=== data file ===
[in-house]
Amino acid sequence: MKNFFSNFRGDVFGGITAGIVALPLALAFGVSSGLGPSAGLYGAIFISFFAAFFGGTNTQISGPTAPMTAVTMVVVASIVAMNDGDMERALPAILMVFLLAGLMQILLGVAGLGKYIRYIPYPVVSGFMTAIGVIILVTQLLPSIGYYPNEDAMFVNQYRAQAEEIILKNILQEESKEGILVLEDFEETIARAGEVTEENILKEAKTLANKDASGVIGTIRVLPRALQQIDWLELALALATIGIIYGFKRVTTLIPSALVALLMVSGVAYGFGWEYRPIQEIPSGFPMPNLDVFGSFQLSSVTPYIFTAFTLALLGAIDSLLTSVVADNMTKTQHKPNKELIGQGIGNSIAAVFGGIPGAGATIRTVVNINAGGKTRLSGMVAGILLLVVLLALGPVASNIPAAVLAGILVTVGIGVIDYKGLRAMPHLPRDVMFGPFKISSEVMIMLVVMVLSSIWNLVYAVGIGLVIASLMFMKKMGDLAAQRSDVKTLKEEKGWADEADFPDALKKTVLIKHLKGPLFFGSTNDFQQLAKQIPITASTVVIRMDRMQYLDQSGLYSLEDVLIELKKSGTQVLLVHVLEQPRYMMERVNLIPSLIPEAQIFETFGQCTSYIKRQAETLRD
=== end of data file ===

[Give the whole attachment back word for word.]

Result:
[in-house]
Amino acid sequence: MKNFFSNFRGDVFGGITAGIVALPLALAFGVSSGLGPSAGLYGAIFISFFAAFFGGTNTQISGPTAPMTAVTMVVVASIVAMNDGDMERALPAILMVFLLAGLMQILLGVAGLGKYIRYIPYPVVSGFMTAIGVIILVTQLLPSIGYYPNEDAMFVNQYRAQAEEIILKNILQEESKEGILVLEDFEETIARAGEVTEENILKEAKTLANKDASGVIGTIRVLPRALQQIDWLELALALATIGIIYGFKRVTTLIPSALVALLMVSGVAYGFGWEYRPIQEIPSGFPMPNLDVFGSFQLSSVTPYIFTAFTLALLGAIDSLLTSVVADNMTKTQHKPNKELIGQGIGNSIAAVFGGIPGAGATIRTVVNINAGGKTRLSGMVAGILLLVVLLALGPVASNIPAAVLAGILVTVGIGVIDYKGLRAMPHLPRDVMFGPFKISSEVMIMLVVMVLSSIWNLVYAVGIGLVIASLMFMKKMGDLAAQRSDVKTLKEEKGWADEADFPDALKKTVLIKHLKGPLFFGSTNDFQQLAKQIPITASTVVIRMDRMQYLDQSGLYSLEDVLIELKKSGTQVLLVHVLEQPRYMMERVNLIPSLIPEAQIFETFGQCTSYIKRQAETLRD